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Gertrude Shaw

Congress Out to Soak Workers with 10% Sales Tax

New Tax Plan Is a Wage Cut for All Labor

(1 November 1943)

From Labor Action, Vol. 7 No. 49, 1 November 1943, p. 2.
Transcribed & marked up by Einde O’ Callaghan for the Encyclopaedia of Trotskyism On-Line (ETOL).

There are more ways of cutting wages than by the direct method of cutting wage rates.

Every time prices go up ten points real wages do down ten points. High prices are a wage cut. And there is no roll-back in sight.

Also, every worker sees in his pay envelope that the income taxes he is now paying are an actual monetary wage cut. In addition, to the extent that bond-buying is compulsory, this too is equivalent to an income slash in the sense that the worker cannot use that money for his immediate needs.

These are huge slices right out of a worker’s pay.

But now there is the threat of a ten per cent sales tax – which can mean nothing else but a brand new ten per cent wage cut on top of all the rest.

This new burden is being pushed onto the working people because the Administration wants to raise for war financing $10,500,000,000 more taxes in 1944 than this year – and big business. Wall Street, America’s “Sixty Families,” the rich, want you and me to pay most of that $10,500,000,000.

The National Association of Manufacturers has made it clear to its political servants in Congress that the NAM “believes fiscal and tax policies should be adopted that will ... encourage the system of free enterprise.” That is the way the capitalist class says: “Hands off our war profits!”

Both Republican and Democratic politicians now considering the tax question in the House Ways and Means Committee, hear their masters’ voice.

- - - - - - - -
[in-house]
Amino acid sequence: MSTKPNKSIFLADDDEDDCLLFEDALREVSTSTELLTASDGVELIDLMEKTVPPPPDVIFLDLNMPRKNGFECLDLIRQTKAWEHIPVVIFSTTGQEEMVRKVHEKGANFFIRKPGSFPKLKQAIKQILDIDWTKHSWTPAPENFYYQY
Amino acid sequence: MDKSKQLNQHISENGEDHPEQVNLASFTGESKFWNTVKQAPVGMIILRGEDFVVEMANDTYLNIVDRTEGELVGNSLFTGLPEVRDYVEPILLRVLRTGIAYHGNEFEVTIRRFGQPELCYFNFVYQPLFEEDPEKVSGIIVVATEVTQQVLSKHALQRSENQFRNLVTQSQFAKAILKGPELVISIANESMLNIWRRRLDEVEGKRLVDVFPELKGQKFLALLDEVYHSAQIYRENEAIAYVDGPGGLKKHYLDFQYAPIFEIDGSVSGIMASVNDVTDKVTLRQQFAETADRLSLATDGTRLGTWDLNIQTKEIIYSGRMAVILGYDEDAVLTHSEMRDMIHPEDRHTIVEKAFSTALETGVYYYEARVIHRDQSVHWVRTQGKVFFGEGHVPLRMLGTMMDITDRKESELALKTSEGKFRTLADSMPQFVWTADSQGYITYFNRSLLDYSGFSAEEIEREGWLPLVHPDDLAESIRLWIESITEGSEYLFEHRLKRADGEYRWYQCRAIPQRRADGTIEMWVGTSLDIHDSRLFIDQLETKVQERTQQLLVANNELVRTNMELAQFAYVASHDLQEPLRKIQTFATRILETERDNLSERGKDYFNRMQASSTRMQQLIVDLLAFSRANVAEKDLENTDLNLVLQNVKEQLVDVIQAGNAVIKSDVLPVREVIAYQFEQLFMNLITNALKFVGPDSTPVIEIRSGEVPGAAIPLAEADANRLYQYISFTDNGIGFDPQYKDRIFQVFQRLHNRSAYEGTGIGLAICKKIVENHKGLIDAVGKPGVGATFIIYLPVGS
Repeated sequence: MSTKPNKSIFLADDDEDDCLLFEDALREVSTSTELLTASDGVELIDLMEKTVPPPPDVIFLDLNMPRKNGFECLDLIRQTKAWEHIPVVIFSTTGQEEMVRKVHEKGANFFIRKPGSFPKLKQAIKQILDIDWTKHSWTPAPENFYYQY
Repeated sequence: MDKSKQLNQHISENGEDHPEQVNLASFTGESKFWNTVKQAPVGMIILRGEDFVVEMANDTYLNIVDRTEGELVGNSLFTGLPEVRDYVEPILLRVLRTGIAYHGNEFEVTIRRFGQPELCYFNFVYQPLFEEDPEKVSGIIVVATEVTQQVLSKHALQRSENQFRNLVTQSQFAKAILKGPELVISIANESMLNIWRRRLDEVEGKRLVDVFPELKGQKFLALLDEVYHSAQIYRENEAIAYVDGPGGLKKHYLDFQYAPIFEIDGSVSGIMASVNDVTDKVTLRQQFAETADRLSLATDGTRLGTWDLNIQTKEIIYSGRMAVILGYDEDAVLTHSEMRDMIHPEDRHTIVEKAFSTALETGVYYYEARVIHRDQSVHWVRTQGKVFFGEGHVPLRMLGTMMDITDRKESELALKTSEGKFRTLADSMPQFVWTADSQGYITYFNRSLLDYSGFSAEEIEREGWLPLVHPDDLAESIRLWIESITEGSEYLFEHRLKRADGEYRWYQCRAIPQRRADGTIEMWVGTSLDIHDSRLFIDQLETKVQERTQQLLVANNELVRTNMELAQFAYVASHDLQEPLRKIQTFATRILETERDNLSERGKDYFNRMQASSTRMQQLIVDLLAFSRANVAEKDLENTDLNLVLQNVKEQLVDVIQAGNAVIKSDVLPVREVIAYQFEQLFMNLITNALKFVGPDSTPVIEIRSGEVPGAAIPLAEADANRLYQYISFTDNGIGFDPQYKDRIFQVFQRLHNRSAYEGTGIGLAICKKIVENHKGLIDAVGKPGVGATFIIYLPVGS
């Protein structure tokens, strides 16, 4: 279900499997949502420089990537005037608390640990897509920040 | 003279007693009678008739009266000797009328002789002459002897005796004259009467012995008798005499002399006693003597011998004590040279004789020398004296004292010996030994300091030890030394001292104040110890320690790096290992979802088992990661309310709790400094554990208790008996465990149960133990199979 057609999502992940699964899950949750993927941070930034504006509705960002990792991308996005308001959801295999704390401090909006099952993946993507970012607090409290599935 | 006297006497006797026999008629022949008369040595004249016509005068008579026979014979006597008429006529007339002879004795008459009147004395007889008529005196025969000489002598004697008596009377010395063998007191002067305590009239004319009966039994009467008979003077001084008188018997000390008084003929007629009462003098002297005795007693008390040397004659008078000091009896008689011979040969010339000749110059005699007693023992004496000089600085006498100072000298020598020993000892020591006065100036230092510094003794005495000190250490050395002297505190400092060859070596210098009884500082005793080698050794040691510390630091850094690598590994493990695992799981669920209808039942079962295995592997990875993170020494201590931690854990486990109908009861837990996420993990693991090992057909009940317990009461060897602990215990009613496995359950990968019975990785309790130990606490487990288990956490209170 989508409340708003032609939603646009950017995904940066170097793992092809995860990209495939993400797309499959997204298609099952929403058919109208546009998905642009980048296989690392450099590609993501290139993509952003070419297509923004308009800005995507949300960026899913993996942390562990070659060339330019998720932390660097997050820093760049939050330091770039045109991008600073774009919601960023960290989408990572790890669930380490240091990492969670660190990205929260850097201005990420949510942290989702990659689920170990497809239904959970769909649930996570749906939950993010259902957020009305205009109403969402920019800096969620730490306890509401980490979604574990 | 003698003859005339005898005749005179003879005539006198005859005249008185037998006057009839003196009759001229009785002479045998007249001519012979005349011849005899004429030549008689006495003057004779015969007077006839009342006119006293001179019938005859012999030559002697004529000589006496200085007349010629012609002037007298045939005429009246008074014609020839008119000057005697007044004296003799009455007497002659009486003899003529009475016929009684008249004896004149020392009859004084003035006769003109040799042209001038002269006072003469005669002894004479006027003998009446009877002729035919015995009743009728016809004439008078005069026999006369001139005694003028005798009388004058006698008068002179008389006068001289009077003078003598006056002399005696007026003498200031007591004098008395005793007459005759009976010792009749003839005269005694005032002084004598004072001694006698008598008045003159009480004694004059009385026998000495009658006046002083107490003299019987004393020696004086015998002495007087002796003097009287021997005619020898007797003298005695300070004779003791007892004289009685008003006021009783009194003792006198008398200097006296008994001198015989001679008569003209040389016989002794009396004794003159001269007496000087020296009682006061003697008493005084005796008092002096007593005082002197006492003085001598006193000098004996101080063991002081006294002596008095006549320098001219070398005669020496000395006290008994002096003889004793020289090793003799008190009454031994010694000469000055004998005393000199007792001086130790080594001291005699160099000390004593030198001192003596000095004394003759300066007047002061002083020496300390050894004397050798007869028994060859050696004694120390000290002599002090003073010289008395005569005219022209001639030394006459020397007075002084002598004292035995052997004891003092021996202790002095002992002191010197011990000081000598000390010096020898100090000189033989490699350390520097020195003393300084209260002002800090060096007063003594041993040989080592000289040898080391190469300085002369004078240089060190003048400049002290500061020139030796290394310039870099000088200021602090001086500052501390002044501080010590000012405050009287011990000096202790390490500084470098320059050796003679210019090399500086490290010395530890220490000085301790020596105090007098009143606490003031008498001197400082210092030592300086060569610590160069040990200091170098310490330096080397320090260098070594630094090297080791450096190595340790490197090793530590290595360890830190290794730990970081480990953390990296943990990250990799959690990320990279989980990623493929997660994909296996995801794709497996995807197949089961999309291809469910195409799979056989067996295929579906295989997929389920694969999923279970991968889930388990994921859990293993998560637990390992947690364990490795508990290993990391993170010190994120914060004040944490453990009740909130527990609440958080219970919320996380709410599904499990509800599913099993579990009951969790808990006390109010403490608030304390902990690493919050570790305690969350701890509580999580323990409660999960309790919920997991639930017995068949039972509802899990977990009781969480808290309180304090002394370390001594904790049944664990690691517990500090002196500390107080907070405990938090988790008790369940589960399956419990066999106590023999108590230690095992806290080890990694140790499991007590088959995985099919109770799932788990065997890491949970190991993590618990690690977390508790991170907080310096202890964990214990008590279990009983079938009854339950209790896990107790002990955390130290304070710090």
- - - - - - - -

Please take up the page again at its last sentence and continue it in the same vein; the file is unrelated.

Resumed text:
Thus the committee has rejected the idea of increasing individual income tax rates on higher income brackets. It has likewise refused to raise estate and gift taxes.

It has no intention of increasing corporation taxes and even balks at stepping up excess profits taxes.

But the committee did retain a three per cent victory tax on the incomes of nine million families who earn so little that they do not come within the income-tax-paying brackets.

The Associated Press reported from Washington on October 25:

“Without the adoption of a federal retail tales tax or some other new levy there appears very little likelihood the new revenue bill now being drafted would provide more than $2,000,000,000.”

That leaves $8,500,000,000 of the $10,500,000,000 that the Administration wants to prosecute the war. With the exception of on increased liquor tax and other small items, “some other new levy” is just talk.

The big boys are out for that ten per cent “federal retail soles tax.” They are out for another ten per cent slash in the buying dollar of the people.

And they are not all Republicans on the House Committee which is so willing to take $8,500,000,000 more out of workers’ wages. Chairman Doughton is a Democrat. Representative Robertson, chief advocate of the sales tax, is also a Democrat.

The propaganda batteries of big business have, of course, opened up a ceaseless barrage to get public opinion “used” to the idea of a steep sales tax. The main argument – if it can be called that – is that a sales tax will “retard inflation.”

When big business reaches into the workers’ pockets, it uses “inflation” as its excuse.

This new attack on wages in the form of a sales tax must be fought by labor with all it has. It is not enough for Murray and Green to “lobby” in Washington. That method has won little for labor.

Labor can really take vigorous and telling action against the sales tax. The unions are in a position to expose it as the scheme of big business to duck taxes and pass them on to the people.

Furthermore, the rank and file of organized labor can hold public meetings to protest the passage of the sales tax and bring into the fight all the common people who will suffer from it.

Labor’s tax fight needs to go beyond the mere aim of defeating the sales tax.

The existing tax load is already unjust and unwarranted. It should be lifted from labor’s back.

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